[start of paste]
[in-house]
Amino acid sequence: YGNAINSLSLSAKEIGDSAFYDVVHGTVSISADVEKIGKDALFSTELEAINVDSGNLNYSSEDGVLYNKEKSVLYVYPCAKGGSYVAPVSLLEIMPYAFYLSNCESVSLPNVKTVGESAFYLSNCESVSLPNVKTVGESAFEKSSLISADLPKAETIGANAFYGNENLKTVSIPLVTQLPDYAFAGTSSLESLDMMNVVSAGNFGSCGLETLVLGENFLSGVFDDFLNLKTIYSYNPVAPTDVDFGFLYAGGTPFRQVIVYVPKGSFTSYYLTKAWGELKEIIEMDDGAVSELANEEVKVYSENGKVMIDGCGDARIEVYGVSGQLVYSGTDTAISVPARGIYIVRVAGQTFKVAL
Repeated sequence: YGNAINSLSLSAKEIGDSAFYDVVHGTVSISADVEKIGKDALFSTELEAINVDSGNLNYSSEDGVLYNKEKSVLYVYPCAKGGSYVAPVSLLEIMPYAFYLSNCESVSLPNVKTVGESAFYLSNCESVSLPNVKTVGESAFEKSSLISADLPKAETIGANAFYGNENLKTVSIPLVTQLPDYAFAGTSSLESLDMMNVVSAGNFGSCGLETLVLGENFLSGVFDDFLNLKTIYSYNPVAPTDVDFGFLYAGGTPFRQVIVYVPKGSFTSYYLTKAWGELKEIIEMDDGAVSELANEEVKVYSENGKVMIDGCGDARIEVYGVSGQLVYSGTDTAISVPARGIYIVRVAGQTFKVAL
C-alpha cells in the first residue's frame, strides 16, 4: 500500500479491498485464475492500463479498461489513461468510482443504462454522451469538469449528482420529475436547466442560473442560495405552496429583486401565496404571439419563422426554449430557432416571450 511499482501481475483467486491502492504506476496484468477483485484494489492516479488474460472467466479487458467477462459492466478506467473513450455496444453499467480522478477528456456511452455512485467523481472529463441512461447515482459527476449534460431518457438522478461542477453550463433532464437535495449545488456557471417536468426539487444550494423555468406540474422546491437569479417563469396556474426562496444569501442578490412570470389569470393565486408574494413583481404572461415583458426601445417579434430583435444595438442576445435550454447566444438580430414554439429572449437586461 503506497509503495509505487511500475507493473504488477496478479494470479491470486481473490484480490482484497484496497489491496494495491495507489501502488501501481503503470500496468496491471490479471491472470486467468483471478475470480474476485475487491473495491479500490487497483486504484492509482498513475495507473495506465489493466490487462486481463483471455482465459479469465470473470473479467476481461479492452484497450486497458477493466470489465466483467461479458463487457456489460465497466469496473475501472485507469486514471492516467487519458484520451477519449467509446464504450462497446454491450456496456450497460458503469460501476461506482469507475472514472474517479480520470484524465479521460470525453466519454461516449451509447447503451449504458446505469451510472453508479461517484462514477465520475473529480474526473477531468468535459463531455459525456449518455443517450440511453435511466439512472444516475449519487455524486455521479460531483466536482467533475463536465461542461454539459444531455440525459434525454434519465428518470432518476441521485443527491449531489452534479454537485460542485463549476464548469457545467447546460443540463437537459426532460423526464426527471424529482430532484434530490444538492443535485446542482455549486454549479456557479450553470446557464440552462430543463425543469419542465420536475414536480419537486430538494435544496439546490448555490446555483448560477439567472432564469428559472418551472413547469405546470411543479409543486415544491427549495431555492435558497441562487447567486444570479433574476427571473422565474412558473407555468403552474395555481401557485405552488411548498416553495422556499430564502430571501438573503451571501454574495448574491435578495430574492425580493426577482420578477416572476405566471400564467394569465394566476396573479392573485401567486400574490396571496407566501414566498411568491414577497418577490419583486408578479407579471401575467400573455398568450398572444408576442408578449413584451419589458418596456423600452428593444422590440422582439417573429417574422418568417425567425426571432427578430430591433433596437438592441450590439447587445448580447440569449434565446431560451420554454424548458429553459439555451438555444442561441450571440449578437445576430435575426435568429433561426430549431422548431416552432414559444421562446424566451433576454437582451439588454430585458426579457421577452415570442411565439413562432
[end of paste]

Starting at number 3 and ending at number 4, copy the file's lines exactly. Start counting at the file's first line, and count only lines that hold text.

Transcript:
Repeated sequence: YGNAINSLSLSAKEIGDSAFYDVVHGTVSISADVEKIGKDALFSTELEAINVDSGNLNYSSEDGVLYNKEKSVLYVYPCAKGGSYVAPVSLLEIMPYAFYLSNCESVSLPNVKTVGESAFYLSNCESVSLPNVKTVGESAFEKSSLISADLPKAETIGANAFYGNENLKTVSIPLVTQLPDYAFAGTSSLESLDMMNVVSAGNFGSCGLETLVLGENFLSGVFDDFLNLKTIYSYNPVAPTDVDFGFLYAGGTPFRQVIVYVPKGSFTSYYLTKAWGELKEIIEMDDGAVSELANEEVKVYSENGKVMIDGCGDARIEVYGVSGQLVYSGTDTAISVPARGIYIVRVAGQTFKVAL
C-alpha cells in the first residue's frame, strides 16, 4: 500500500479491498485464475492500463479498461489513461468510482443504462454522451469538469449528482420529475436547466442560473442560495405552496429583486401565496404571439419563422426554449430557432416571450 511499482501481475483467486491502492504506476496484468477483485484494489492516479488474460472467466479487458467477462459492466478506467473513450455496444453499467480522478477528456456511452455512485467523481472529463441512461447515482459527476449534460431518457438522478461542477453550463433532464437535495449545488456557471417536468426539487444550494423555468406540474422546491437569479417563469396556474426562496444569501442578490412570470389569470393565486408574494413583481404572461415583458426601445417579434430583435444595438442576445435550454447566444438580430414554439429572449437586461 503506497509503495509505487511500475507493473504488477496478479494470479491470486481473490484480490482484497484496497489491496494495491495507489501502488501501481503503470500496468496491471490479471491472470486467468483471478475470480474476485475487491473495491479500490487497483486504484492509482498513475495507473495506465489493466490487462486481463483471455482465459479469465470473470473479467476481461479492452484497450486497458477493466470489465466483467461479458463487457456489460465497466469496473475501472485507469486514471492516467487519458484520451477519449467509446464504450462497446454491450456496456450497460458503469460501476461506482469507475472514472474517479480520470484524465479521460470525453466519454461516449451509447447503451449504458446505469451510472453508479461517484462514477465520475473529480474526473477531468468535459463531455459525456449518455443517450440511453435511466439512472444516475449519487455524486455521479460531483466536482467533475463536465461542461454539459444531455440525459434525454434519465428518470432518476441521485443527491449531489452534479454537485460542485463549476464548469457545467447546460443540463437537459426532460423526464426527471424529482430532484434530490444538492443535485446542482455549486454549479456557479450553470446557464440552462430543463425543469419542465420536475414536480419537486430538494435544496439546490448555490446555483448560477439567472432564469428559472418551472413547469405546470411543479409543486415544491427549495431555492435558497441562487447567486444570479433574476427571473422565474412558473407555468403552474395555481401557485405552488411548498416553495422556499430564502430571501438573503451571501454574495448574491435578495430574492425580493426577482420578477416572476405566471400564467394569465394566476396573479392573485401567486400574490396571496407566501414566498411568491414577497418577490419583486408578479407579471401575467400573455398568450398572444408576442408578449413584451419589458418596456423600452428593444422590440422582439417573429417574422418568417425567425426571432427578430430591433433596437438592441450590439447587445448580447440569449434565446431560451420554454424548458429553459439555451438555444442561441450571440449578437445576430435575426435568429433561426430549431422548431416552432414559444421562446424566451433576454437582451439588454430585458426579457421577452415570442411565439413562432